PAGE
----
RBI's stand on FDI from Mauritius to slow down PE inflows in NBFCs

Some $1-1.5 billion annual inflows in NBFC space likely to be impacted with RBI move

Indian Venture Capital and Private Equity Association (IVCA) has already written to the RBI at behalf of its members who had faced this issue during the course of their investments |Photo | Bloomberg

The Reserve Bank of Ind­ia’s recent stand that financial firms can­not be set up with foreign direct investment (FDI) from Mau­ritius or other jurisdictions that do not meet benchmarks laid down by the Financial Action Task Force (FATF) is exp­ected to slow private equity (PE) investments in non-banking financial companies (NBFCs).

“PE Investments in the fin­ancial sector will see a slowdown until funds adopt new jurisdictions that offer similar tax benefits as Mau­ritius or until Mauritius meets the FATF standards,” said Aarthi Sivanandh, partner at J Sagar Asso­ci­ates.

RBI regulated fin­ancial entities will ha­ve to contend with bo­th its note restricting Chi­nese investments and the adoption of FA­TF standards through which it will approve investments, Siva­nandh said. Annual inflows of about $1-1.5 billion into NBFCs would be impacted due to this, industry estimates said.

“There are so many entrepreneurs who are dependent on this, who will be shattered with a last-minute change in policy,” said Renuka Ramnath, chief executive and managing director at Multiples Asset Management. Indian Private Equity and Venture Capital Association (IVCA) has sent RBI a letter on this issue. “Given the timing with Covid-19 and the lockdo­wn, the NBFC sector was especially in need of capital,” said Siddarth Pai, co-chair, regulatory affairs committee at IV­CA and founding partner at 3one4 Capital. “Because of this issue, many NBFC licences ha­ve been held up and NBFCs are not able to raise new funds,” he added.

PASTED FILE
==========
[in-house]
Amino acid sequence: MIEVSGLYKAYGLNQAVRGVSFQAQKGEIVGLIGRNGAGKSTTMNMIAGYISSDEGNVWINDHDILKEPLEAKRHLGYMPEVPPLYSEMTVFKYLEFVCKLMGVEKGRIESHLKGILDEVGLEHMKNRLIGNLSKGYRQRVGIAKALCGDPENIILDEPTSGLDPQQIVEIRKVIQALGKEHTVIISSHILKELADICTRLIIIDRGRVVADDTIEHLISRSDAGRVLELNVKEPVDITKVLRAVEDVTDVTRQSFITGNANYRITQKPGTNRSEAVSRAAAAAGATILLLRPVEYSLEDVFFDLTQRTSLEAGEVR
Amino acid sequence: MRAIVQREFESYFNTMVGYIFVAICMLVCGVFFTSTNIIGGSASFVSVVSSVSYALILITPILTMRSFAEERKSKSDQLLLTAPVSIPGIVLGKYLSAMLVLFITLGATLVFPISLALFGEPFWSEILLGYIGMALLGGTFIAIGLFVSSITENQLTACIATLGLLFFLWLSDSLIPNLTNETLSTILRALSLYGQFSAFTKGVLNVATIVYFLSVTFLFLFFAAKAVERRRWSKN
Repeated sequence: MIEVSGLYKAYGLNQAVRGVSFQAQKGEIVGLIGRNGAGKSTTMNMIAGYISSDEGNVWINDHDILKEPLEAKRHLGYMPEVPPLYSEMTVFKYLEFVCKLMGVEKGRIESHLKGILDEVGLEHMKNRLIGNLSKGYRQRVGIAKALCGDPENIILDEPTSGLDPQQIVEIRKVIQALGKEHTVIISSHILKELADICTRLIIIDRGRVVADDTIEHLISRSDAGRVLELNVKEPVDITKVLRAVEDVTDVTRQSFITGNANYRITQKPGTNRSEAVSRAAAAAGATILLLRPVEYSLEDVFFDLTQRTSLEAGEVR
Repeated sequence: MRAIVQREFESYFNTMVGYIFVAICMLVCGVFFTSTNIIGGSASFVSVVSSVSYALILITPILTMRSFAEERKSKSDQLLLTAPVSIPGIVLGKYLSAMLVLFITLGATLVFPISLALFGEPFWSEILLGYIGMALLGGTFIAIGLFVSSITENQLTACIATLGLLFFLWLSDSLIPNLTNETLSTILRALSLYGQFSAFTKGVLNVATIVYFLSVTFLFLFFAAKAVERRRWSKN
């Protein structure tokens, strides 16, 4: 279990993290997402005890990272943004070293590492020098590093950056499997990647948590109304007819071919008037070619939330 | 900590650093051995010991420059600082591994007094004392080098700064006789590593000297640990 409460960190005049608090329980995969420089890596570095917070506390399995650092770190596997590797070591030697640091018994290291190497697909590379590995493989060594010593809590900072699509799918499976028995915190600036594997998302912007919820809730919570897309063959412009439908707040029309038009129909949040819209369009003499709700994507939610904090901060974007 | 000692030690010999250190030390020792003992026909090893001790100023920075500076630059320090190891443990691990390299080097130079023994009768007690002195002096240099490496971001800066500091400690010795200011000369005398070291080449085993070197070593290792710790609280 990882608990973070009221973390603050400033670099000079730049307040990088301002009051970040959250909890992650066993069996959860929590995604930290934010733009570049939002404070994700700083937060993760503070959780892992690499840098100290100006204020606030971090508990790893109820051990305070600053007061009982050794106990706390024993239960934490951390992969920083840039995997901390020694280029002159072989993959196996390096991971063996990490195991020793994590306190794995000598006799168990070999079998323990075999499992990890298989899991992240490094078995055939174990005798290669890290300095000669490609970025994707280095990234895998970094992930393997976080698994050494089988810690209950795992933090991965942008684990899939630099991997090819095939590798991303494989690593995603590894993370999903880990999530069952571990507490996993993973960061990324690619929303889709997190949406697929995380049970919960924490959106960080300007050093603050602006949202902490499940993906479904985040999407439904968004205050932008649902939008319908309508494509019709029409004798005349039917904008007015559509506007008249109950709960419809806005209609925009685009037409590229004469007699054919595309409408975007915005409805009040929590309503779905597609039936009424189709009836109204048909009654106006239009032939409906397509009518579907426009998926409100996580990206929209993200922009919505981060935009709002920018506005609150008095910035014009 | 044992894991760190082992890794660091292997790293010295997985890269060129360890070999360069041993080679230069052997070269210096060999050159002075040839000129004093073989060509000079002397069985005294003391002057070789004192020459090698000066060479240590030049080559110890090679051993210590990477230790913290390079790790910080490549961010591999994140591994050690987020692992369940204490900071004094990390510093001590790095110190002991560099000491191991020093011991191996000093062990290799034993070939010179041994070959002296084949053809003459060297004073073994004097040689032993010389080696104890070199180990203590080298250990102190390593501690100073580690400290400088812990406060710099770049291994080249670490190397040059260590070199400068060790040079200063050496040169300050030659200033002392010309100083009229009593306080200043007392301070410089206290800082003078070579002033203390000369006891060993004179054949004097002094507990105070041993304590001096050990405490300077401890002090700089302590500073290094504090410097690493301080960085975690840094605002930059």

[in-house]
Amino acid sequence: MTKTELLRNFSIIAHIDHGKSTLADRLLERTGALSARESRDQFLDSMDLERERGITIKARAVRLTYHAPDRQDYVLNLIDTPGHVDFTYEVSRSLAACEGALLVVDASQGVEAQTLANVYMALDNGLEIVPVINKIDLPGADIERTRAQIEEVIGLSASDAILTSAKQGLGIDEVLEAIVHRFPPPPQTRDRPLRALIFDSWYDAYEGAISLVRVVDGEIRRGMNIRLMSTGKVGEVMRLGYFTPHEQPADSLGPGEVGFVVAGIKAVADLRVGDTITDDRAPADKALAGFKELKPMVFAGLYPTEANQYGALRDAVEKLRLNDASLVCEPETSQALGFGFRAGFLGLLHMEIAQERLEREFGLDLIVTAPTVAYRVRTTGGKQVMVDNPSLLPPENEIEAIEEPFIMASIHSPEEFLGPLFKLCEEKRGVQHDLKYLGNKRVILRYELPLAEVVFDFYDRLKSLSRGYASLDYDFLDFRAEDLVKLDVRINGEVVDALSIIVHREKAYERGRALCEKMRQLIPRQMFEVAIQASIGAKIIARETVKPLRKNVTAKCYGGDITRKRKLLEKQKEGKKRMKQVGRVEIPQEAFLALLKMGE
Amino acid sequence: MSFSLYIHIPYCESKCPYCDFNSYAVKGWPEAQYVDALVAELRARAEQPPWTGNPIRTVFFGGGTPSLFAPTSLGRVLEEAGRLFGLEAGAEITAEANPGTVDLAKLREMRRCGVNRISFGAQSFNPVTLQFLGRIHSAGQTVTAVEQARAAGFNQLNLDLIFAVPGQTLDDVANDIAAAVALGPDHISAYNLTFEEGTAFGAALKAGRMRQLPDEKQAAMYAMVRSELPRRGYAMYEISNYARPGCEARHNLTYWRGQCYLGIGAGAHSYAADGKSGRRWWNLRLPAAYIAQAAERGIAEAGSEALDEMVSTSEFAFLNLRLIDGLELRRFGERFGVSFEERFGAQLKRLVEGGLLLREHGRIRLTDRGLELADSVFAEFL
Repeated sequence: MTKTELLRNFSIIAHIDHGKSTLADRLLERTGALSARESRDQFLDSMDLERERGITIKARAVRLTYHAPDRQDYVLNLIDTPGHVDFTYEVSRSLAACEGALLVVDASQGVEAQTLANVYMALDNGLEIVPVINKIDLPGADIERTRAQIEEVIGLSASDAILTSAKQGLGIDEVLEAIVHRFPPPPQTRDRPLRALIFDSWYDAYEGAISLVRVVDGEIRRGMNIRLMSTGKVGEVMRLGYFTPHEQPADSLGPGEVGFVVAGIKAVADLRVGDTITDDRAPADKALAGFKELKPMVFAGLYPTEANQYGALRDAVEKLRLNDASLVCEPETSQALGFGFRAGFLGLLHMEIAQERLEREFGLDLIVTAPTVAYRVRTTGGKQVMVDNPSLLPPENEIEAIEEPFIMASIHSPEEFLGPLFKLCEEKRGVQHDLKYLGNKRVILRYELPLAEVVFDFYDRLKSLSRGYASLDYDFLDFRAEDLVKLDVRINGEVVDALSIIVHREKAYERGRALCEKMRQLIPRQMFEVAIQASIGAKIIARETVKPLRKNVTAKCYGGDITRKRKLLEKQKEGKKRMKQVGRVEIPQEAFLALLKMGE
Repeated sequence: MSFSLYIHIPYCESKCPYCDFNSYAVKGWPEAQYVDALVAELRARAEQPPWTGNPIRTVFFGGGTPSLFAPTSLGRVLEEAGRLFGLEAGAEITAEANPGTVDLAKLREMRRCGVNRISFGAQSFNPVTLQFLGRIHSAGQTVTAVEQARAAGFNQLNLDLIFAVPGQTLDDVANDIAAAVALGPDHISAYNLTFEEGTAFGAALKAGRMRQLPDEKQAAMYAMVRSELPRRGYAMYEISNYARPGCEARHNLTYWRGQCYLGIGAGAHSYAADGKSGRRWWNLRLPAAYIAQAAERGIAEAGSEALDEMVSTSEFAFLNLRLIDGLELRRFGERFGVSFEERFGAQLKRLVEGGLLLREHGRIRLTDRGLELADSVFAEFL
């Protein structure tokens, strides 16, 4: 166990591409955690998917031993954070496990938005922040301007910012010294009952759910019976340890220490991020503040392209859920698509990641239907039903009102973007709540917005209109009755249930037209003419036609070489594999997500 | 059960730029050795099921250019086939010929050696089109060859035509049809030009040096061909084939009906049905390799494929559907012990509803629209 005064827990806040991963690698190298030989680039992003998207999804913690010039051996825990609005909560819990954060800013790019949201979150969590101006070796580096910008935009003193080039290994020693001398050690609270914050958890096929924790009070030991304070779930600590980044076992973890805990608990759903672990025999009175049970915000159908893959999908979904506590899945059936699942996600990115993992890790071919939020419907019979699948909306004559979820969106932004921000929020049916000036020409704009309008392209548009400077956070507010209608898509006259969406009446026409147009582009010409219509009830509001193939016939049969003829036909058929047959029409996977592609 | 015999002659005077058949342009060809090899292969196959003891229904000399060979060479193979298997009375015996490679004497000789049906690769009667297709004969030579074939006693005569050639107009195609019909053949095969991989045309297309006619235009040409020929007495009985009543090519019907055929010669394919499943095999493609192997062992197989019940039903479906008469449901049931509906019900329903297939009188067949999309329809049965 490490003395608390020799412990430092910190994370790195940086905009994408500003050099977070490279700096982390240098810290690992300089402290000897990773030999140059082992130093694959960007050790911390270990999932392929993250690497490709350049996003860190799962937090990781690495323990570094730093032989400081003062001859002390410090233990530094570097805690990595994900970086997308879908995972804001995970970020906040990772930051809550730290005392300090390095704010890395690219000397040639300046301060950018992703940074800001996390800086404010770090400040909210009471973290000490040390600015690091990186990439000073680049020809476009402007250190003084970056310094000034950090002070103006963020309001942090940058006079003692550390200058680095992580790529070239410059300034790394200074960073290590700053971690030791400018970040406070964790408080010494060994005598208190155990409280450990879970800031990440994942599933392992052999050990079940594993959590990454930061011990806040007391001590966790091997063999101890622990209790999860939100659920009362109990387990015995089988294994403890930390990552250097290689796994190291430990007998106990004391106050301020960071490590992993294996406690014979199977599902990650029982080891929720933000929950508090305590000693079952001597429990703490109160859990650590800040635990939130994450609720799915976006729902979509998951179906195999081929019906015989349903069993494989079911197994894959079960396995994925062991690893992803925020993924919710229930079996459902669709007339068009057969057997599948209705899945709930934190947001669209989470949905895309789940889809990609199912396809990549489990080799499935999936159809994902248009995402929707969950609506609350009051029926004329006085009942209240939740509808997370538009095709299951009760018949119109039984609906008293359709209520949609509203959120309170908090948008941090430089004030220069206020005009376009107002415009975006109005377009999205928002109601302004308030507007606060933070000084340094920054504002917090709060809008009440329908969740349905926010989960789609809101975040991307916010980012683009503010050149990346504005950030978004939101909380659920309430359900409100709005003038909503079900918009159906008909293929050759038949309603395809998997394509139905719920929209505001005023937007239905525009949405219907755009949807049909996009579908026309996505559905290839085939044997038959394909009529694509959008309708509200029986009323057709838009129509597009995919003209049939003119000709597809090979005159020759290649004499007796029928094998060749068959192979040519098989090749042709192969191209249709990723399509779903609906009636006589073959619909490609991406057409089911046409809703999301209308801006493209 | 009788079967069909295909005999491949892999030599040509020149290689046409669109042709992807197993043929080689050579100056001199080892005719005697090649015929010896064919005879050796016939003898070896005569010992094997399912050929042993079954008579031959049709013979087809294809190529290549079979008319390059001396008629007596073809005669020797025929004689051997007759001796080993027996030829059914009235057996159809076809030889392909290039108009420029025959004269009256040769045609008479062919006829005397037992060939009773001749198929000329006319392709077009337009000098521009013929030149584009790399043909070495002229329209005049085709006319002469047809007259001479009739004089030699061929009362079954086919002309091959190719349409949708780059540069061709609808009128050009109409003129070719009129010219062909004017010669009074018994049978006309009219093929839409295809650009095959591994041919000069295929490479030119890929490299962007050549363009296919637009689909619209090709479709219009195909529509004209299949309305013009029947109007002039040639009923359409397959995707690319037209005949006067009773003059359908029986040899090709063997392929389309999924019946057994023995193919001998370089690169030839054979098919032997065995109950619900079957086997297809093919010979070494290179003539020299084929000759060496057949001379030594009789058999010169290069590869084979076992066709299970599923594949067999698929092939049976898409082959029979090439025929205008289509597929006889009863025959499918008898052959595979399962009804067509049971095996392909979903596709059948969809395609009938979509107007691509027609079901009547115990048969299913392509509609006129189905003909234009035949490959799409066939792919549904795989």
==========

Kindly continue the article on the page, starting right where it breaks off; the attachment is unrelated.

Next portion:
Pai said existing investments will be unaffected as they are designed to be grandfathered in. He added that such an arrangement has been in vogue since Mauritius was placed on the FATF grey list earlier this year. Both Securities and Exchange Board of India (Sebi) and RBI issued circulars on this. While Sebi allowed funds domiciled in Mauritius to invest in Indian markets, RBI took a guarded stance, Pai said. “So, all new investments into RBI-regulated entities (particularly NBFCs) will face this additional test. This would seem to be regardless of whether the investor is an existing or a new investor in the NBFC,” he said. However, credit operations of larger PE firms such as Blackstone, Brook­field Asset Manage­ment, KKR India Financial Services will not be affected as they do not route investments through Mauritius, said a senior analyst.

When contacted, a Black­stone spokesperson denied any impact of RBI stand on its credit operations. A KKR India Financial Services spokesperson also said it would not impact the firm. An official from a PE fund said there was no indication by the RBI that it was intent on governing investments retrospectively. The official said existing investors in the financial space will wait out their exit timelines. The foreign investment facilitation portal that approves investments in sectors that require government nod needs security clearance from the Union home mi­nistry. This might not be forth­coming now, as the FATF added Mauritius to its grey listed in February for not meeting its standards for compliance with anti-money laundering rules.

The official said that the RBI’s move was expected as India is a member of FATF. “There is uncertainty since the RBI position has not been issued as a directive or a circular, so participants are guided by Para 55 of the RBI Master KYC directions that do not preclude “regulated entities from having legitimate trade and business transactions with the countries and jurisdictions mentioned in the FATF statement,” said Sivanandh.

However, RBI still has the power to apply these directions in the manner it deems fit to counter money-laundering and terror financing, he said.

In May, IVCA had written to the RBI seeking clarity on its licensing policy for NBFCs. The RBI has replied saying that finance companies cannot be set up with FDI from jurisdictions that do not meet FATF benchmarks.